There should be a joyful harmony with all humanity, with all nature, with every living creature.
This is the new ideal and realization of it will reveal the new heaven and the new earth.
In this lesson we shall consider the problem of human relationship alone.
There are certain principles to be maintained in every relationship.
Supreme among these is the principle of integrity.
If there be a discordant element in the environment, let each person examine himself in some such way as this: Am I true in every detail of my relationship with this one, just as true as I should wish another to be to me? Do I think of him as I would desire him to think of me? Are my acts an evidence of integrity? Then again, let me ask myself: Am I giving this one his freedom just as I wish mine?
Loosing another, and letting him go as his guidance leads him is another essential of true relationship.
The holding of one’s opinion over another or the condemnation of the action of another, although it may be unspoken, is the reason of much unhappiness between those who should rejoice in each other. The critical attitude toward a weaker one is often a cruel bondage to him.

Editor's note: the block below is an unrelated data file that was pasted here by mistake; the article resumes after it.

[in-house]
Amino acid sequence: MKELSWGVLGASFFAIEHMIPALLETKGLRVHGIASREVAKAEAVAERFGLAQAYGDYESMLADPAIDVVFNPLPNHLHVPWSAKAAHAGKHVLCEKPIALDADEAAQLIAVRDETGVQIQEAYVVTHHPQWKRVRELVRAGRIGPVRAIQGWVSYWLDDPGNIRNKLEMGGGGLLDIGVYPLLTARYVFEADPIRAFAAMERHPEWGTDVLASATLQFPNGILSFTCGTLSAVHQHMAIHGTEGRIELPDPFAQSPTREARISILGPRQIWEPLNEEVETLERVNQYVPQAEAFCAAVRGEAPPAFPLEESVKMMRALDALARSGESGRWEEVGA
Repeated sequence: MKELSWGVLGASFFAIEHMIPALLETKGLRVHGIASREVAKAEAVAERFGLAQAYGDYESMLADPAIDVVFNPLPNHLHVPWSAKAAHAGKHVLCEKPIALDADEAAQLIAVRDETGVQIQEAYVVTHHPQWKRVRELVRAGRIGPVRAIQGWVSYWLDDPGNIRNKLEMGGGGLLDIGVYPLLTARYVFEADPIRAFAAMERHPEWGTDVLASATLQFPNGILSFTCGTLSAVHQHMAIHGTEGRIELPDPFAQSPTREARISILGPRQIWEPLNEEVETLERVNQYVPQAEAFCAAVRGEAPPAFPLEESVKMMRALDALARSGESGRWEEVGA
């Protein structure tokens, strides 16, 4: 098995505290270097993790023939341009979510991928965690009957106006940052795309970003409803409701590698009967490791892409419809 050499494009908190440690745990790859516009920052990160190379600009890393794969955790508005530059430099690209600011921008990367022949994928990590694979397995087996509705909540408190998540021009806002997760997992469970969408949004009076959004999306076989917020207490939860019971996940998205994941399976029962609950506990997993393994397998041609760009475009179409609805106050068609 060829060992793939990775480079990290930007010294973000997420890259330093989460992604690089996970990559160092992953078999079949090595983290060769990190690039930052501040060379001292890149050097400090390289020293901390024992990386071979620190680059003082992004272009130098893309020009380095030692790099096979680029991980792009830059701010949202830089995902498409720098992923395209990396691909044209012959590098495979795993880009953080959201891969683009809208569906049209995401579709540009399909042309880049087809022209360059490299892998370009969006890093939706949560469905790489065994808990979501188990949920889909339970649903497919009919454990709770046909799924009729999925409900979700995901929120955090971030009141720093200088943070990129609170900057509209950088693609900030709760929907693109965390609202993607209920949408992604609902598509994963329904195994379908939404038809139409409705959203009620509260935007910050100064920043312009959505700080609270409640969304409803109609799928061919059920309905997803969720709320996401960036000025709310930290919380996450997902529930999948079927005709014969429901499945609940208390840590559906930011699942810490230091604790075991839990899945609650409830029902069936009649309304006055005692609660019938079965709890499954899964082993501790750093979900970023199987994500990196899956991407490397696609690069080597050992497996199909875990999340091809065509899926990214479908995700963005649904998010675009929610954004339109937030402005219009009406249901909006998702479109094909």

Do I love this one? This is the third important question to be asked.
Love, remember, is that deep inner relation of unity which is evidenced as outstreaming good will.
When I love another, I feel at one with him, and this at-one-ment shows itself as true interest in his experiences, achievement, and growth; and as forgiveness, when he offends; also as a wish to be helpful in so far as his desire, and circumstances, permit. It shows itself in prayer for him and faith in him; it is evidenced by keeping hands off when it is best that this should be.
We are not here to live for another; we are here to live our own lives to the best.
Our help to the world is through our own living.
To be joyful, loving, helpful, is our privilege, and herein lies our power. The most ineffective and undesirable person in the world is the sanctimonius egotist who goes about showing his fellow men how to be good.